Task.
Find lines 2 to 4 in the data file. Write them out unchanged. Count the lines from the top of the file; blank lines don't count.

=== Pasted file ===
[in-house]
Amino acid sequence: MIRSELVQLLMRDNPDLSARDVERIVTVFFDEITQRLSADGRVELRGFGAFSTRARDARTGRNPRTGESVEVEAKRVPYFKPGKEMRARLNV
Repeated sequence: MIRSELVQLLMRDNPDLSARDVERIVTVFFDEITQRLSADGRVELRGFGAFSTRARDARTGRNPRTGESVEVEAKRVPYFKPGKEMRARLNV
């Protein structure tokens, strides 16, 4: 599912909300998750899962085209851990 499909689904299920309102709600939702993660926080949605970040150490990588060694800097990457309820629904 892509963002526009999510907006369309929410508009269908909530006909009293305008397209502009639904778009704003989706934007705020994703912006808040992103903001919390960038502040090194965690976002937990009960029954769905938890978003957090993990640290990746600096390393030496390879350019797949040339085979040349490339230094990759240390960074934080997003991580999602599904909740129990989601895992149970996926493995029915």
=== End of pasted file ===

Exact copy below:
Amino acid sequence: MIRSELVQLLMRDNPDLSARDVERIVTVFFDEITQRLSADGRVELRGFGAFSTRARDARTGRNPRTGESVEVEAKRVPYFKPGKEMRARLNV
Repeated sequence: MIRSELVQLLMRDNPDLSARDVERIVTVFFDEITQRLSADGRVELRGFGAFSTRARDARTGRNPRTGESVEVEAKRVPYFKPGKEMRARLNV
């Protein structure tokens, strides 16, 4: 599912909300998750899962085209851990 499909689904299920309102709600939702993660926080949605970040150490990588060694800097990457309820629904 892509963002526009999510907006369309929410508009269908909530006909009293305008397209502009639904778009704003989706934007705020994703912006808040992103903001919390960038502040090194965690976002937990009960029954769905938890978003957090993990640290990746600096390393030496390879350019797949040339085979040349490339230094990759240390960074934080997003991580999602599904909740129990989601895992149970996926493995029915």